A carbon budget framework for BC: Achieving accountability and oversight
When it comes to climate change Canada’s leaders have been great at setting targets for far into the future and then failing to meet them.
Nationally, this pattern goes back to prime minister Brian Mulroney and has continued through prime ministers Jean Chrétien, Stephen Harper and now Prime Minister Trudeau. The Paris Agreement on climate change was signed in December 2015 yet two-and-a-half years later Canada does not have a plan to meet its 2030 pledge of a 30% reduction in carbon emissions (relative to 2005 levels).
In BC, former premier Gordon Campbell set a 2020 target of a 33% reduction relative to 2007 levels and a 2050 target of 80% below. As of 2015 (the last year for which we have data), BC emissions were a mere 2% lower.
BC experienced a recession-induced drop in emissions from 2008 to 2010, but since then emissions have increased every year. With 2020 almost in view, the new BC government has accepted that we will not meet the legislated 2020 target and has instead introduced new legislated targets of 40% below 2007 levels by 2030 and 60% below by 2040.
The problem with far-off targets is that it is easy for governments to forget about them as they will likely be out of office well before the day of reckoning.
Two-and-a-half years later Canada does not have a plan to meet its 2030 pledge.
In place of new climate actions, BC has been more interested in expanding natural gas production through liquid natural gas exports, which means a short-term fixation to take more carbon out of the ground and put it into the atmosphere.
That’s not to say we shouldn’t have targets and timelines. Of course we should. But setting them well beyond the lifespan of a typical government is clearly not working. What’s needed even more than long-term targets are short-term targets. That is, how much will we reduce emissions this year and next year and the year after that?
In short, we should establish carbon budgets. Planning for carbon reductions needs to be more like the conventional way we do fiscal planning: with an annual budget where a target is established at the start of the year along with actions on how it will be achieved (including credible investments that create jobs in green infrastructure), and routine monitoring and reporting. That is, it should be more like the annual BC fiscal budget process that sets out rolling three-year plans with an independent auditor-general to confirm if fiscal reporting is legit.
Carbon budgets in the UK
A precedent for this type of carbon budgeting approach can be found in the United Kingdom.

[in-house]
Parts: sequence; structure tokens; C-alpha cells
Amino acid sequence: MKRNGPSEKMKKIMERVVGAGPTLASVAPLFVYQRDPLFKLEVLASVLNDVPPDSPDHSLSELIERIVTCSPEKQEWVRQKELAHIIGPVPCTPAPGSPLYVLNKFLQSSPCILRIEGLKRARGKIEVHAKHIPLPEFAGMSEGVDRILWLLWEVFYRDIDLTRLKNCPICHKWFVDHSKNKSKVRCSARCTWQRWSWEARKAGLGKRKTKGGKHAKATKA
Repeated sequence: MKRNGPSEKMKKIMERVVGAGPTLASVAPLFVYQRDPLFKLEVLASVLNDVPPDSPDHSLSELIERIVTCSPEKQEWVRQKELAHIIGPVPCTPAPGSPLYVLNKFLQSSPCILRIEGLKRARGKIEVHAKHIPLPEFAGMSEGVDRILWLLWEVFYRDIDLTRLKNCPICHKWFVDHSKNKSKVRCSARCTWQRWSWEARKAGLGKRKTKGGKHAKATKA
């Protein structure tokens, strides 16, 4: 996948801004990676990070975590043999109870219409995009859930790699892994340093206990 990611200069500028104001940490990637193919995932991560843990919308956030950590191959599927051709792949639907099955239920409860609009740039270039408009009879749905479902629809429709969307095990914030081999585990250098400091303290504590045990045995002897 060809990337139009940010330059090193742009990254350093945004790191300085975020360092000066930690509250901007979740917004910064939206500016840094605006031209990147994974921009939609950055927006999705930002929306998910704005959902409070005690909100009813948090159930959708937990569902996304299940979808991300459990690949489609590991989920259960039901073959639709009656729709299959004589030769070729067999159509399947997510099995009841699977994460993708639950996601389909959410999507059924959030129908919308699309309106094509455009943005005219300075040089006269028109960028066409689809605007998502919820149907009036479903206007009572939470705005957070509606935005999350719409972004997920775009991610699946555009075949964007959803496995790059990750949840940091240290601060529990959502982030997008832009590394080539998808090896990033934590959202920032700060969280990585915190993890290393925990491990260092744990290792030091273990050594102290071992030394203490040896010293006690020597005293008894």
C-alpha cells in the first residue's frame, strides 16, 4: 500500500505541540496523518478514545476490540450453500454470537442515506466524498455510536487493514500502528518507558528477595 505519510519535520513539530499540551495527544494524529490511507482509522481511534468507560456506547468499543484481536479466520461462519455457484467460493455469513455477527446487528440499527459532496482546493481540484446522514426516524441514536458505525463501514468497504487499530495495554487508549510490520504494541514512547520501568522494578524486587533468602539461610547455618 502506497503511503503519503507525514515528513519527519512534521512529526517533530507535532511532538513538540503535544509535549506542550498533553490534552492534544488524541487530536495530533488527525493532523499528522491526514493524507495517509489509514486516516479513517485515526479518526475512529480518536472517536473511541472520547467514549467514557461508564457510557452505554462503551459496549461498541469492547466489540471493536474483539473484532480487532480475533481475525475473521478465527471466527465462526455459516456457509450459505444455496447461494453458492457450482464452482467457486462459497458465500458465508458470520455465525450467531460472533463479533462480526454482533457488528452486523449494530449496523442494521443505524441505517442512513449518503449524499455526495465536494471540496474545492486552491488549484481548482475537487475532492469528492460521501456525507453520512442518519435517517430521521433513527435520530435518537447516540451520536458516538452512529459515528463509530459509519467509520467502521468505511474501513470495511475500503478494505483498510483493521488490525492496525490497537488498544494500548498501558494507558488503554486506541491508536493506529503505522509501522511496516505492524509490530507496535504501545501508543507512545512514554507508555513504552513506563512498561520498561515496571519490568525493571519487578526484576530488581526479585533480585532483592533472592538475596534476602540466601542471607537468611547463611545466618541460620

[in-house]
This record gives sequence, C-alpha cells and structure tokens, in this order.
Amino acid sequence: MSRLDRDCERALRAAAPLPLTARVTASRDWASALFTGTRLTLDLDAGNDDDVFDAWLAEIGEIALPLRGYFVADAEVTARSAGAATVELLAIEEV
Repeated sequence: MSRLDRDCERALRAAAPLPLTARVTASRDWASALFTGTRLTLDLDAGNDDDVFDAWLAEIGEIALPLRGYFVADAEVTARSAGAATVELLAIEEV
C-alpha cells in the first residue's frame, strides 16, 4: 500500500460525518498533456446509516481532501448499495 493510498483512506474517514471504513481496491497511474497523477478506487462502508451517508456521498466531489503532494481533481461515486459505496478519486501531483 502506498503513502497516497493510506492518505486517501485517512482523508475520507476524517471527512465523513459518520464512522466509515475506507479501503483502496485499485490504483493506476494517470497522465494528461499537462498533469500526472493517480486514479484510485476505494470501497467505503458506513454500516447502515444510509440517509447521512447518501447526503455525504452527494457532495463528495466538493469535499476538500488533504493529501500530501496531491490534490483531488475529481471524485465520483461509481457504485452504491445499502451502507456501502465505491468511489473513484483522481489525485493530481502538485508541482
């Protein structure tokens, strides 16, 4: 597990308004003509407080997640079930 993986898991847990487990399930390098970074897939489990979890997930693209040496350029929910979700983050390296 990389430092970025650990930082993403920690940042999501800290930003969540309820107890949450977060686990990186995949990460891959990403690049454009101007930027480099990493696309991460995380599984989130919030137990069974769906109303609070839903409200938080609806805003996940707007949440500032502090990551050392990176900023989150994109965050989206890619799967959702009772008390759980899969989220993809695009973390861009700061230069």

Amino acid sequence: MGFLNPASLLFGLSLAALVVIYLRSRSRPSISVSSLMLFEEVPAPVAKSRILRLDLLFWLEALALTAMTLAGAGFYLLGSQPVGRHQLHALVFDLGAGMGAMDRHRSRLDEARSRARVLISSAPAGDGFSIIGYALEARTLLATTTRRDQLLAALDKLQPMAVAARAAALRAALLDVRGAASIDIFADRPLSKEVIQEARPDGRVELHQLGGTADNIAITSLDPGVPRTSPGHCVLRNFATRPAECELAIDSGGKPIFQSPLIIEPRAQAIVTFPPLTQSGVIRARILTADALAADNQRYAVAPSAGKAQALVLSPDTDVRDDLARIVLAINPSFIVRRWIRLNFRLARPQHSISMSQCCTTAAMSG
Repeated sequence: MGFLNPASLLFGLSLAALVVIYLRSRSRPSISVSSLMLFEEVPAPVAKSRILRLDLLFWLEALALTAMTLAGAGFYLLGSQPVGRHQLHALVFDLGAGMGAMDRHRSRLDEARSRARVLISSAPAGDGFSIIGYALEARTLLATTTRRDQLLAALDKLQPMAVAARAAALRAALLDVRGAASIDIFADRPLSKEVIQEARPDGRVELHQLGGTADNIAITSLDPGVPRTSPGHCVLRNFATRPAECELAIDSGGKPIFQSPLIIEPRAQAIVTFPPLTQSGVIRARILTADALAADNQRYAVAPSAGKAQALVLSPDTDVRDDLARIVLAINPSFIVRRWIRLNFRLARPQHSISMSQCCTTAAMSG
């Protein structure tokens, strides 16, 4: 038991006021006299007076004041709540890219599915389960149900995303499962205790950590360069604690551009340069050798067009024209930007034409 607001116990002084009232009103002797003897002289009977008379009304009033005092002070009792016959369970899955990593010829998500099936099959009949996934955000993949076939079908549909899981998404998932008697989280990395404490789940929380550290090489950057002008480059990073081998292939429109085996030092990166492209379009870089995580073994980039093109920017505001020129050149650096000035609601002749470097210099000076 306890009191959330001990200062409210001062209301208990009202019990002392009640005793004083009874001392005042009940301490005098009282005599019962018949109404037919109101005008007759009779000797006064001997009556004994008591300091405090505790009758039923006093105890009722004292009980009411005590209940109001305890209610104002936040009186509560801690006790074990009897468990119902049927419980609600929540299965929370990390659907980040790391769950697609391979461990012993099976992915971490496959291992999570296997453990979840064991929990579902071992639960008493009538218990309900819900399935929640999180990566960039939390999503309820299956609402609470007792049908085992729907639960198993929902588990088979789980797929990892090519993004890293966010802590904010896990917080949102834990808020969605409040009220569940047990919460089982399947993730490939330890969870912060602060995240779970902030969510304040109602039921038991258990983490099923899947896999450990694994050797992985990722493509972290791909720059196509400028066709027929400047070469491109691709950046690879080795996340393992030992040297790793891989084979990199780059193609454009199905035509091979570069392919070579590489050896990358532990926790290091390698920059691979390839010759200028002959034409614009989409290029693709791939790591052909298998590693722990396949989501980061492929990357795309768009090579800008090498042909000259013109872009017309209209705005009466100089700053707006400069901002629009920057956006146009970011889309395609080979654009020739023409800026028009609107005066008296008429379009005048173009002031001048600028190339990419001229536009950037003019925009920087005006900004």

The UK passed a Climate Change Act in 2008, which set a 2050 emissions target of 80% below 1990 levels along with a carbon budget system based on three five-year budget periods going forward at any time. For example, the first carbon budget was for 2008 to 2012 (and was achieved), and the country is on track to meet its second (2013 to 2017) and third (2018 to 2022) carbon budgets. The UK also implemented a carbon accounting system, including international transfers and rules for moving available budget from one year or period to the next.
To provide independent oversight, the UK created a publicly funded Committee on Climate Change (CCC), which makes recommendations on mitigation measures, monitors outcomes and engages in research. The CCC’s June 2017 report to Parliament, for example, runs 200 pages, provides a detailed analysis of progress to date, projects the gap between current policies and future targets, and outlines sector-by-sector recommendations to achieve the targets. The UK government is required to consult the CCC and there are substantial reporting obligations on the part of government. Overall, it’s a level of accountability unseen in Canada.
More recently, in October 2017 the UK government released a new Clean Growth Strategy, which, at 167 pages, is far more detailed than its Canadian equivalent, the Pan-Canadian Framework on Clean Growth and Climate Change. (Both governments have rhetorically wrapped themselves in the vague language of “clean growth” but that’s a topic for another post.) The CCC’s assessment of the strategy is anchored in the context of the UK’s carbon budgets and concludes in a summary:
Gaps to meeting the fourth [2023 to 2027] and fifth [2028 to 2032] carbon budgets remain. These must be closed. Whilst the Strategy sets out a ‘2032 Pathway’ for sectoral emissions that would just meet the fifth carbon budget, there is no clear link to the policies, proposals and intentions that the Strategy presents. Our assessment of the policies and proposals set out in the Strategy indicates that, even if these deliver in full, there remain gaps of around 10-65 Mt CO2e to meeting both the fourth and fifth carbon budgets on the basis of central projections.